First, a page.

This paper discusses the increasingly transnational and trans-jurisdictional activities that members of diasporic communities engage in, and the ways in which members of such communities may experience legal penalties within Western legal systems for such engagements. With a focus on British legal systems and some European jurisprudence, the paper outlines the ways in which trans-jurisdictional marriages and divorces have become two key areas where penalties may be experienced. The writer argues that this not only poses problems for the ways in which domestic legal systems in Europe may impose unjust results for those diasporic communities, but goes on to suggest that, for a more just global legal order, the basis of private international law rules in the principle of the ‘comity of nations’ may have to be rethought by its transformation to that of a ‘comity of peoples’.

Everyday Lived Islam

03/03/2011 09:00
04/03/2011 17:30

Date: 3 - 4 March 2011
Venue: Faculty of Theology, Købmagergade 44 at Auditorium 2, Copenhagen, Denmark
Organizers: The Center for European Islamic Thought, Copenhagen University and The AHRC/ESRC Religion and Society Programme, UK

Embedding Mahr (Islamic dower) in the European Legal System

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Author(s): 
Rubya Mehdi and Jørgen S. Nielsen
Publication: 
DJØF Publishing, 2011
Abstract: 

Editors: Rubya Mehdi and Jørgen S. Nielsen
Date: 2011
Publisher: DJØF Publishing
Abstract: Globalization and migration have served to make European societies multicultural to an unprecedented extent since 1945, but they have also increasingly brought multicultural life into the courts rooms and administrative institutions. However, there remains a lack of in-depth research investigating particular issues of Muslim family laws and how these interact with society on an unofficial level as well as in relation to the official legal processes. It is especially this latter aspect, i.e. how alternative norms play out in the formal courts, which is the focus of this book, with mahr as the main reference point.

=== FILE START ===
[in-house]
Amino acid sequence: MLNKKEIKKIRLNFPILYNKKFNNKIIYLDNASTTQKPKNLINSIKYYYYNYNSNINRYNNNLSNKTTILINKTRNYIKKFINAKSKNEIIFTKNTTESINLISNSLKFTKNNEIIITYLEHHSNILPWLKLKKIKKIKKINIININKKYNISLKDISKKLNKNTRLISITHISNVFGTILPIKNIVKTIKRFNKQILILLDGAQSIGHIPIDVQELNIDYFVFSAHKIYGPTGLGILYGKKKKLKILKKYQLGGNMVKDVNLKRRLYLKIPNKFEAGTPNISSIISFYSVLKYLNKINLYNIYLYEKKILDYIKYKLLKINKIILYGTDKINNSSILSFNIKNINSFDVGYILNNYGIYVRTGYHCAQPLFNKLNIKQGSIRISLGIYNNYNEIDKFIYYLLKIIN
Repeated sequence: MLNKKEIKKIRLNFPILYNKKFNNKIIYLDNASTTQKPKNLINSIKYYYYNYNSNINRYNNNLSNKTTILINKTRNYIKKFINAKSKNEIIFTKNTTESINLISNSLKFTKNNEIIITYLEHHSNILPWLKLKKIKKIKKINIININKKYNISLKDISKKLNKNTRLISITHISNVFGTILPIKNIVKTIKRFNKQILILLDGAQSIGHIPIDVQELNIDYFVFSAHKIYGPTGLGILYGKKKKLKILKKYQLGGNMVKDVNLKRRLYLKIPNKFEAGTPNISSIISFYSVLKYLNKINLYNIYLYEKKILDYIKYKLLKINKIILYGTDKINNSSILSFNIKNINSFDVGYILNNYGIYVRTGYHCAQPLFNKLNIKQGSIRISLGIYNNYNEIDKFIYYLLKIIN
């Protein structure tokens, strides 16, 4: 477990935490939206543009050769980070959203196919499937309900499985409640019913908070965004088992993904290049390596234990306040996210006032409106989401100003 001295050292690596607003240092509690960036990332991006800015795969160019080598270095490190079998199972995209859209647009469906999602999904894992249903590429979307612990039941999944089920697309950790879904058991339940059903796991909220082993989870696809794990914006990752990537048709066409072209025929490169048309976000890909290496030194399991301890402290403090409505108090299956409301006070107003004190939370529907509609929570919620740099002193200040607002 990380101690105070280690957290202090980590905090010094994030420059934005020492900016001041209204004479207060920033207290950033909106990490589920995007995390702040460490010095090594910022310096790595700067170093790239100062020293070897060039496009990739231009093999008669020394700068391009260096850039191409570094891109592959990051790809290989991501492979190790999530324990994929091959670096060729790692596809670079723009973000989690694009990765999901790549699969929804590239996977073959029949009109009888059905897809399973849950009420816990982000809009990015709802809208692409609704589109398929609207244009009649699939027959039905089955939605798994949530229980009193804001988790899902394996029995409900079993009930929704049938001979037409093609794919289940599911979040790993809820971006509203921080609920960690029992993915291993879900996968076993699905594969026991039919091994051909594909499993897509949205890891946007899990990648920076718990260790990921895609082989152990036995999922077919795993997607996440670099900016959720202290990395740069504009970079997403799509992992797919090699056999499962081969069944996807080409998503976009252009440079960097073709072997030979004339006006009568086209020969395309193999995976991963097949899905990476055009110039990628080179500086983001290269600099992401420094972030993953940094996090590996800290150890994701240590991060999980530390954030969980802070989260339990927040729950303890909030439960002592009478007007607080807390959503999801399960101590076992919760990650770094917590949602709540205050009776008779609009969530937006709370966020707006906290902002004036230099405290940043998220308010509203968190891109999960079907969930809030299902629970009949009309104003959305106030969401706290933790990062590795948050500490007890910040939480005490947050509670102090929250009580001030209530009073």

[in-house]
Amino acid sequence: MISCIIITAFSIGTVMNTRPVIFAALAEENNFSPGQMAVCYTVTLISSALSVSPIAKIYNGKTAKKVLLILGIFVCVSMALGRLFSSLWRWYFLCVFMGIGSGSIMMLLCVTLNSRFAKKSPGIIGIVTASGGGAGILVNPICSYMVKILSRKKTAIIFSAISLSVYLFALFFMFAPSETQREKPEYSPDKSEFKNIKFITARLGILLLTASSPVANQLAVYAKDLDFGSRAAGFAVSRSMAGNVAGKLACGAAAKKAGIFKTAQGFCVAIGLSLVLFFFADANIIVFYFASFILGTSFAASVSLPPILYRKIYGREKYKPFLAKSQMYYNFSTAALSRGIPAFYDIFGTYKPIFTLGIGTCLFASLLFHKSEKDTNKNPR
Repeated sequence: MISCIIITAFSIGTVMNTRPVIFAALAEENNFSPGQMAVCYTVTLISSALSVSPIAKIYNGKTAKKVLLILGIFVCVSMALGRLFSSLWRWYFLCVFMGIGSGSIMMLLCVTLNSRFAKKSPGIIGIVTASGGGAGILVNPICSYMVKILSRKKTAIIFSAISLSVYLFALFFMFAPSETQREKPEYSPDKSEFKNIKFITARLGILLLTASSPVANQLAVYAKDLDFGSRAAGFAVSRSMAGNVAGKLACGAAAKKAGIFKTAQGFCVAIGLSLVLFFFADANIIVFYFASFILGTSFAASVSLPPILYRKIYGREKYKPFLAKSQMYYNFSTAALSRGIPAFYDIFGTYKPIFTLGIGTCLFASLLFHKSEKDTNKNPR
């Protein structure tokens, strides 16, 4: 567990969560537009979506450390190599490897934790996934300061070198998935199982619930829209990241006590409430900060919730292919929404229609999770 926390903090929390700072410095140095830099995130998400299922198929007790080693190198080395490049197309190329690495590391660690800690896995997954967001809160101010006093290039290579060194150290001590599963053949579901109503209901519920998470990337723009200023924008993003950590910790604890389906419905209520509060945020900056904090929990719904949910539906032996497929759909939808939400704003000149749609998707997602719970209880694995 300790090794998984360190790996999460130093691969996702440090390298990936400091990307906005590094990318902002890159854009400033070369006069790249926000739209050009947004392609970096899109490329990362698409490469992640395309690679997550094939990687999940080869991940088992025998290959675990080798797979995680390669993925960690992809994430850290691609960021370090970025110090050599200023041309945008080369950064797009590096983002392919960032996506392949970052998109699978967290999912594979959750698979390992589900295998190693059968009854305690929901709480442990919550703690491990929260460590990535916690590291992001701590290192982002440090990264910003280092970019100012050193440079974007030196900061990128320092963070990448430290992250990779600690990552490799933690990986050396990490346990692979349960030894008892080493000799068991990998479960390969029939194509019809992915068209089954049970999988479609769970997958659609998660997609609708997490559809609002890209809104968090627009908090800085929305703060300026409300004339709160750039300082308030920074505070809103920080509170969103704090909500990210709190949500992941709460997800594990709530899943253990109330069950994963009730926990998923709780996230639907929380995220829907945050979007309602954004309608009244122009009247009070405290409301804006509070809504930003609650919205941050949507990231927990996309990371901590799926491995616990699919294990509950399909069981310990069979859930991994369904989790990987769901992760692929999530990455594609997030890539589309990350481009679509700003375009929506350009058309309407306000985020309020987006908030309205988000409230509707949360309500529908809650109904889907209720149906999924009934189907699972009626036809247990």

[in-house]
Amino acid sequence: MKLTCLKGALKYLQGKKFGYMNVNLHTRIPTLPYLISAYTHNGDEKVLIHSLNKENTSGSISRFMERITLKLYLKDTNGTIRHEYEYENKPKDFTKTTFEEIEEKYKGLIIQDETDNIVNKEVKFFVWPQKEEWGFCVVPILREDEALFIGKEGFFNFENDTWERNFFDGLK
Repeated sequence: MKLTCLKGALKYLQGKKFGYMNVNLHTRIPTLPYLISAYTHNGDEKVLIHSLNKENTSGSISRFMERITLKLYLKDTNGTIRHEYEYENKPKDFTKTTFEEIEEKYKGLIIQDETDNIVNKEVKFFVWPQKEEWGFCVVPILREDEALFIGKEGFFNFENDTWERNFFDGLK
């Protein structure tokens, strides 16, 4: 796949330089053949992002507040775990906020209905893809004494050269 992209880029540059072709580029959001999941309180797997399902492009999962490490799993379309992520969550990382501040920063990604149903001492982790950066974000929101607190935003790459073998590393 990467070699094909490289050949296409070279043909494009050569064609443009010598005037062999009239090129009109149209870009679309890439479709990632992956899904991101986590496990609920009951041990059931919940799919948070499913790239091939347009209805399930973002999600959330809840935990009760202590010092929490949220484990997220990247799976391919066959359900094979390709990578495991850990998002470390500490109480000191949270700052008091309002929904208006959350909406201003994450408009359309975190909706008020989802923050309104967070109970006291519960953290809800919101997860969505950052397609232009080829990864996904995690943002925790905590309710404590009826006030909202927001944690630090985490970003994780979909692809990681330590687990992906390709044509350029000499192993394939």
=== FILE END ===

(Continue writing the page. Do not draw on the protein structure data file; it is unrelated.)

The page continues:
Mahr, usually translated as dower (to distinguish it from dowry as the contribution which a bride brings to a marriage), is an amount of money or property which in a Muslim marriage is an obligation of the husband to the wife and has generally been more sympathetically treated by European courts than any other aspect of Islamic family law. Mahr engages various branches of the law such as gender equality, status of religion, contract, family including heritance, and private international law. It is a topic which functions as a prism through which much broader issues of cultural, religious and legal pluralism can be brought together for an analysis with implications beyond the apparently narrow focus of the immediate subject.

 

FOR MORE INFORMATION, VISIT: http://www.djoef-forlag.dk/vare/8757424764
 

Religious Diversity and Secular Models in Europe: What role and potential for the EU?, 14 January 2011, Brussels

14/01/2011 09:00
14/01/2011 13:00
Organizer(s)

This RELIGARE Meeting will be held on the 14th January 2011 at the Conference Room of the Belgian Senate (Leuvenseweg 21, 1000 Brussel).

 

It will provide the Work package leaders of the project with the opportunity to present their preliminary policy recommendations in order to discuss them with the partners, members of the Advisory Board as well as the invited participants present in the meeting.

 

Religious Diversity and Secular Models in Europe: What role and potential for the EU?

With religion assuming a growing prominence in public debates across the EU, the question of how to manage Europe’s religious diversity was the focus of an expert seminar jointly organised by CEPS, the Catholic University of Leuven and the European Commission’s Directorate-General for Research on January 14th at the Belgian Senate .